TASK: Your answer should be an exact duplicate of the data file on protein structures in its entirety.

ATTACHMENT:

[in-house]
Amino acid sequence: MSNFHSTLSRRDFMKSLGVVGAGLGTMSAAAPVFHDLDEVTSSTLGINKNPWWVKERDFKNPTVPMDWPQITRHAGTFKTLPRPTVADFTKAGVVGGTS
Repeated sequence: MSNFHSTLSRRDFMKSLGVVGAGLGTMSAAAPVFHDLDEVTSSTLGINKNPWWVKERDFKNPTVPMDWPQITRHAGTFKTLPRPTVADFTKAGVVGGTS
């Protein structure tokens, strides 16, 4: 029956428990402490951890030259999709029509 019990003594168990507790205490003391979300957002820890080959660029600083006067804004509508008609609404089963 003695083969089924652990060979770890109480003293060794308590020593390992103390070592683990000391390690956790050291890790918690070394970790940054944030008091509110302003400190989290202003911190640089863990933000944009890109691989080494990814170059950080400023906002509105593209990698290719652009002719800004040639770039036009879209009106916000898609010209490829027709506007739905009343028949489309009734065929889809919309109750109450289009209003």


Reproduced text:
[in-house]
Amino acid sequence: MSNFHSTLSRRDFMKSLGVVGAGLGTMSAAAPVFHDLDEVTSSTLGINKNPWWVKERDFKNPTVPMDWPQITRHAGTFKTLPRPTVADFTKAGVVGGTS
Repeated sequence: MSNFHSTLSRRDFMKSLGVVGAGLGTMSAAAPVFHDLDEVTSSTLGINKNPWWVKERDFKNPTVPMDWPQITRHAGTFKTLPRPTVADFTKAGVVGGTS
């Protein structure tokens, strides 16, 4: 029956428990402490951890030259999709029509 019990003594168990507790205490003391979300957002820890080959660029600083006067804004509508008609609404089963 003695083969089924652990060979770890109480003293060794308590020593390992103390070592683990000391390690956790050291890790918690070394970790940054944030008091509110302003400190989290202003911190640089863990933000944009890109691989080494990814170059950080400023906002509105593209990698290719652009002719800004040639770039036009879209009106916000898609010209490829027709506007739905009343028949489309009734065929889809919309109750109450289009209003």